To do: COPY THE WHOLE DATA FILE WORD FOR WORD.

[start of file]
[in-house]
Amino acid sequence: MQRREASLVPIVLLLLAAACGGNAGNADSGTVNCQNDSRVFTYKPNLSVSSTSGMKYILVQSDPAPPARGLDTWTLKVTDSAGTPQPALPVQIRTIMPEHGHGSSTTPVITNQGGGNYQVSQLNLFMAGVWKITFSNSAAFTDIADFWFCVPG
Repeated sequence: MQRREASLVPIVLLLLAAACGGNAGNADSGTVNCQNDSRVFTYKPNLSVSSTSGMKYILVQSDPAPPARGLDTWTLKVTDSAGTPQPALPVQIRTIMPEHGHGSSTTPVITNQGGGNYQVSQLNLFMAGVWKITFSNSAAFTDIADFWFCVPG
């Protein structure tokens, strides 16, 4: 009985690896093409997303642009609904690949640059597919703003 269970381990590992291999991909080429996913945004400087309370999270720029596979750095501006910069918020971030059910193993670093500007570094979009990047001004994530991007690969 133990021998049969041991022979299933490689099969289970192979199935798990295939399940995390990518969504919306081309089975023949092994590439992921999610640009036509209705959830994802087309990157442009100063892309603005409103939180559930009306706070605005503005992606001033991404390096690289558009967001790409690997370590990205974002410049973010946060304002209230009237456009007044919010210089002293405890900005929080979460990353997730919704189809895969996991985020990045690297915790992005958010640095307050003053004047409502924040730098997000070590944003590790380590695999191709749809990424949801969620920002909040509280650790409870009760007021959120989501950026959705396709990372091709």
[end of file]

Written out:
[in-house]
Amino acid sequence: MQRREASLVPIVLLLLAAACGGNAGNADSGTVNCQNDSRVFTYKPNLSVSSTSGMKYILVQSDPAPPARGLDTWTLKVTDSAGTPQPALPVQIRTIMPEHGHGSSTTPVITNQGGGNYQVSQLNLFMAGVWKITFSNSAAFTDIADFWFCVPG
Repeated sequence: MQRREASLVPIVLLLLAAACGGNAGNADSGTVNCQNDSRVFTYKPNLSVSSTSGMKYILVQSDPAPPARGLDTWTLKVTDSAGTPQPALPVQIRTIMPEHGHGSSTTPVITNQGGGNYQVSQLNLFMAGVWKITFSNSAAFTDIADFWFCVPG
């Protein structure tokens, strides 16, 4: 009985690896093409997303642009609904690949640059597919703003 269970381990590992291999991909080429996913945004400087309370999270720029596979750095501006910069918020971030059910193993670093500007570094979009990047001004994530991007690969 133990021998049969041991022979299933490689099969289970192979199935798990295939399940995390990518969504919306081309089975023949092994590439992921999610640009036509209705959830994802087309990157442009100063892309603005409103939180559930009306706070605005503005992606001033991404390096690289558009967001790409690997370590990205974002410049973010946060304002209230009237456009007044919010210089002293405890900005929080979460990353997730919704189809895969996991985020990045690297915790992005958010640095307050003053004047409502924040730098997000070590944003590790380590695999191709749809990424949801969620920002909040509280650790409870009760007021959120989501950026959705396709990372091709």